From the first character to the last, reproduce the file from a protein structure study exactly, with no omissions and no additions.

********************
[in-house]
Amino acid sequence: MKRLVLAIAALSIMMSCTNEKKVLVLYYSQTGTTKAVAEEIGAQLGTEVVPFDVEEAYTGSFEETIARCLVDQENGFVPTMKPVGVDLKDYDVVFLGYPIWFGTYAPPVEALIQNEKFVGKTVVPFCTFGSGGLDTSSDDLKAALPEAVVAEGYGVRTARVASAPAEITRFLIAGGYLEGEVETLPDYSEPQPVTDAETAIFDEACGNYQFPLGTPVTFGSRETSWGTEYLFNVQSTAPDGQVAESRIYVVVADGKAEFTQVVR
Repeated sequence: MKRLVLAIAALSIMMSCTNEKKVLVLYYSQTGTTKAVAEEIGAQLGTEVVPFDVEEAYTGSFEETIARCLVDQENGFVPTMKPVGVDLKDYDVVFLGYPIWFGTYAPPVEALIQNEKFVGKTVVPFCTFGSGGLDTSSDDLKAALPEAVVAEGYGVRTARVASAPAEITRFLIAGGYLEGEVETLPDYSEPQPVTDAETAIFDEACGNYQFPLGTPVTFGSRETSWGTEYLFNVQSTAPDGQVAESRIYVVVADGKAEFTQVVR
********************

[in-house]
Amino acid sequence: MKRLVLAIAALSIMMSCTNEKKVLVLYYSQTGTTKAVAEEIGAQLGTEVVPFDVEEAYTGSFEETIARCLVDQENGFVPTMKPVGVDLKDYDVVFLGYPIWFGTYAPPVEALIQNEKFVGKTVVPFCTFGSGGLDTSSDDLKAALPEAVVAEGYGVRTARVASAPAEITRFLIAGGYLEGEVETLPDYSEPQPVTDAETAIFDEACGNYQFPLGTPVTFGSRETSWGTEYLFNVQSTAPDGQVAESRIYVVVADGKAEFTQVVR
Repeated sequence: MKRLVLAIAALSIMMSCTNEKKVLVLYYSQTGTTKAVAEEIGAQLGTEVVPFDVEEAYTGSFEETIARCLVDQENGFVPTMKPVGVDLKDYDVVFLGYPIWFGTYAPPVEALIQNEKFVGKTVVPFCTFGSGGLDTSSDDLKAALPEAVVAEGYGVRTARVASAPAEITRFLIAGGYLEGEVETLPDYSEPQPVTDAETAIFDEACGNYQFPLGTPVTFGSRETSWGTEYLFNVQSTAPDGQVAESRIYVVVADGKAEFTQVVR